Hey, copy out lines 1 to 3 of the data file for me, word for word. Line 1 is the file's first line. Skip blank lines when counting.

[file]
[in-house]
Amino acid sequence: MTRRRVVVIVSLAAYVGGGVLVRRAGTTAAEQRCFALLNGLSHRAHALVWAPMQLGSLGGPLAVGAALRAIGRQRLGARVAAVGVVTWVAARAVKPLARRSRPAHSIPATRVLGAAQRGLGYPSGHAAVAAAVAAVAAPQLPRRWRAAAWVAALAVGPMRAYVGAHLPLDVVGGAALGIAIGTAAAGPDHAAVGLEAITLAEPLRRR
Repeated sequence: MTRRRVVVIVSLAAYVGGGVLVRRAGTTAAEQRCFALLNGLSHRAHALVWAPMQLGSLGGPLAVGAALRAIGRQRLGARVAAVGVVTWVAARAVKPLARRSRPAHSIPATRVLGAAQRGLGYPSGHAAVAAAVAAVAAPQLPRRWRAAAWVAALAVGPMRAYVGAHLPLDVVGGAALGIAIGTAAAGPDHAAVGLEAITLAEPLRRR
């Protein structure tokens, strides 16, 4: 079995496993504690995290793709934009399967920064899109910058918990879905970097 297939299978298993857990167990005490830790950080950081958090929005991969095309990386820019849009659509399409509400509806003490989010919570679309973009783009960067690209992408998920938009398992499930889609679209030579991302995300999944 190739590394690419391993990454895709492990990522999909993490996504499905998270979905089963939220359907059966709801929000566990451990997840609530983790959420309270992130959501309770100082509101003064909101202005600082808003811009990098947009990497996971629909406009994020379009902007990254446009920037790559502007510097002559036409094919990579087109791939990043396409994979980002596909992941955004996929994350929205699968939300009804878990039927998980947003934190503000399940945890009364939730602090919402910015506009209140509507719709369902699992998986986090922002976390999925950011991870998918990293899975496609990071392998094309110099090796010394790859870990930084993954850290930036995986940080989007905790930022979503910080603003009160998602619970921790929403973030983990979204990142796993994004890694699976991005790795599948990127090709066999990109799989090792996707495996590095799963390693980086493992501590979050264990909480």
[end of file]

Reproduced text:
[in-house]
Amino acid sequence: MTRRRVVVIVSLAAYVGGGVLVRRAGTTAAEQRCFALLNGLSHRAHALVWAPMQLGSLGGPLAVGAALRAIGRQRLGARVAAVGVVTWVAARAVKPLARRSRPAHSIPATRVLGAAQRGLGYPSGHAAVAAAVAAVAAPQLPRRWRAAAWVAALAVGPMRAYVGAHLPLDVVGGAALGIAIGTAAAGPDHAAVGLEAITLAEPLRRR
Repeated sequence: MTRRRVVVIVSLAAYVGGGVLVRRAGTTAAEQRCFALLNGLSHRAHALVWAPMQLGSLGGPLAVGAALRAIGRQRLGARVAAVGVVTWVAARAVKPLARRSRPAHSIPATRVLGAAQRGLGYPSGHAAVAAAVAAVAAPQLPRRWRAAAWVAALAVGPMRAYVGAHLPLDVVGGAALGIAIGTAAAGPDHAAVGLEAITLAEPLRRR